• If you’ve got three settings, then yes I’d start with warm. If you want to be really thorough, you could put a few cups of water in each one (same amount in each), turn them on their lowest setting, and check back in a half-hour to see which is warmer. Or stick a thermometer in and check back every so often to make sure it’s not getting too hot.

        All of that is why the yogurt maker is so convenient. It’s actually designed to hit the exact right temperature and stay there.

  6. I make 1/2 gallon of yogurt weekly, my family eats it for breakfast and some of it is used to replace sour cream in recipes. Easy & delicious.
    We use a crock pot (ancient!) and 2% milk from a local dairy. ( Be SURE you do not use Ultra-Pasteurized milk… will not work!) I thought I’d have to stay with whole milk, but after experimenting, the 2% worked just fine.
    My starter was a major brand plain yogurt – did use whole milk & organic – and after that I reserved a 1/2 cup of each batch to start the next.

    I pour the 1/2 gal. into my crock pot & turn it onto low (this was before temp. controls). Leave it 4 – 6 hours, turn the heat OFF. Wait 4 – 6 hours, add 1/2 c. starter – mix with some of your warm yogurt-to-be so there’s not so much temp. difference – and cover/wrap with a beach towel & leave in a warm, quiet place for 24 hours.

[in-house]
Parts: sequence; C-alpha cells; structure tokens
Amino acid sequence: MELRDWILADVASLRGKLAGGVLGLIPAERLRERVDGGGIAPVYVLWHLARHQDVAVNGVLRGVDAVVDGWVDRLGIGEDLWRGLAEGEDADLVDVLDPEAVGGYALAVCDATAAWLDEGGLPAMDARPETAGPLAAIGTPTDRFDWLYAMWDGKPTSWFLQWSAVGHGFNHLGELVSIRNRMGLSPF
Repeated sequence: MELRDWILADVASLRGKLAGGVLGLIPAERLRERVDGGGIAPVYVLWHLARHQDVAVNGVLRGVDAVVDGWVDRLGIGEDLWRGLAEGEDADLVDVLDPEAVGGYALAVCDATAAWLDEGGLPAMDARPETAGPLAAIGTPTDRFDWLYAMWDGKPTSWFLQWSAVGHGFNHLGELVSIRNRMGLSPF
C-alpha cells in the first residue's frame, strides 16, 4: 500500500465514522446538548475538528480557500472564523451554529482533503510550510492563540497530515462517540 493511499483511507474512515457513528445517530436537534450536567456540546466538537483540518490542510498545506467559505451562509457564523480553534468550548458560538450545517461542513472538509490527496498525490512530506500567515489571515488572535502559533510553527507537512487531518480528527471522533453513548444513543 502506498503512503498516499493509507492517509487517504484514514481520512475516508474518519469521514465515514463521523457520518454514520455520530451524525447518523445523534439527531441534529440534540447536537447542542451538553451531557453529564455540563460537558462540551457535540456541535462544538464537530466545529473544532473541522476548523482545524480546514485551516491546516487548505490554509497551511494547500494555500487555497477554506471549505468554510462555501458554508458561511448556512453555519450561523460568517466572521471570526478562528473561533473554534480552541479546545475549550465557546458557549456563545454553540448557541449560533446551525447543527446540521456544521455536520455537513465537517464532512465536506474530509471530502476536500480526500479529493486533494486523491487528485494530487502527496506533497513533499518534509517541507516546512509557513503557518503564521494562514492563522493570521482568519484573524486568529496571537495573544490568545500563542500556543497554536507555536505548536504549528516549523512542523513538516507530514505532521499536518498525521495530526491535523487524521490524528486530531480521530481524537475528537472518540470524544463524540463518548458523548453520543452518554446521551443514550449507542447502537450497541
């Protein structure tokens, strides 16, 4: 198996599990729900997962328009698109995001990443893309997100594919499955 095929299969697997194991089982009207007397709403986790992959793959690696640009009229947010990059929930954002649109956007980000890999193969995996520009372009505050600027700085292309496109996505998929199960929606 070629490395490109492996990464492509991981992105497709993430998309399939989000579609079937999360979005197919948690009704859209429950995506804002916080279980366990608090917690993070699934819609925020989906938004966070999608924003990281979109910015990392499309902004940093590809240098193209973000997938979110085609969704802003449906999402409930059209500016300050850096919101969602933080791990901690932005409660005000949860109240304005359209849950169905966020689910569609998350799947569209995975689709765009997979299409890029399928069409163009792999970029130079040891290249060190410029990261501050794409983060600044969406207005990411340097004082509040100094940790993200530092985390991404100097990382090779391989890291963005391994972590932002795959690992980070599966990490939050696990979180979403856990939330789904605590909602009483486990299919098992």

Ta-da! Yogurt for the cost of a 1/2 gal. milk & your time. Nice and in-exact (sorry to you engineers) for “us folks” whose lives are less regimented.

    Kathleen in TN

    • I don’t have farms near me, can you get the right kind of milk that is not ultra-pasturized in the store? If it says pasturized on it at all, is that too much?

      • Ultra-pasteurized is a different process than “regular” milk. It’s shelf-stable much longer since it’s been heated to a higher temperature. And it tastes “cooked”. Your regular milk should work fine.

        But if you want something better, if there’s a Whole Foods or a Trader Joe’s near you, they’ll carry a few different varieties of milk to try.

        Check out this Chow.com article for much more detail.